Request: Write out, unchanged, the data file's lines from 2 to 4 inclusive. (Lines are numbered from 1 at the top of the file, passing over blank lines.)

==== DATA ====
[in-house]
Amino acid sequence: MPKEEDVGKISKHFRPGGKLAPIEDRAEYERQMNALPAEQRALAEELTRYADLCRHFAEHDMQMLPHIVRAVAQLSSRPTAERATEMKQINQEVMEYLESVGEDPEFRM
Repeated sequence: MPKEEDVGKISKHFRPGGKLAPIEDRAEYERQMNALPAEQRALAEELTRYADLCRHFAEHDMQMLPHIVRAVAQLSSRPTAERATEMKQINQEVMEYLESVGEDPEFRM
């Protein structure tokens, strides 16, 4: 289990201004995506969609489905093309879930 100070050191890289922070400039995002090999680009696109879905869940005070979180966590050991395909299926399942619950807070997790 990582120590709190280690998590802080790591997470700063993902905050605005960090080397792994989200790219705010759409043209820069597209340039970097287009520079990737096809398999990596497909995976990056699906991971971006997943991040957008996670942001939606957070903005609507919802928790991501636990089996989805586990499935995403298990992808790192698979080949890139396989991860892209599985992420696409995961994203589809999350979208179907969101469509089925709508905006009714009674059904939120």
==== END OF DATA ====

Amino acid sequence: MPKEEDVGKISKHFRPGGKLAPIEDRAEYERQMNALPAEQRALAEELTRYADLCRHFAEHDMQMLPHIVRAVAQLSSRPTAERATEMKQINQEVMEYLESVGEDPEFRM
Repeated sequence: MPKEEDVGKISKHFRPGGKLAPIEDRAEYERQMNALPAEQRALAEELTRYADLCRHFAEHDMQMLPHIVRAVAQLSSRPTAERATEMKQINQEVMEYLESVGEDPEFRM
């Protein structure tokens, strides 16, 4: 289990201004995506969609489905093309879930 100070050191890289922070400039995002090999680009696109879905869940005070979180966590050991395909299926399942619950807070997790 990582120590709190280690998590802080790591997470700063993902905050605005960090080397792994989200790219705010759409043209820069597209340039970097287009520079990737096809398999990596497909995976990056699906991971971006997943991040957008996670942001939606957070903005609507919802928790991501636990089996989805586990499935995403298990992808790192698979080949890139396989991860892209599985992420696409995961994203589809999350979208179907969101469509089925709508905006009714009674059904939120």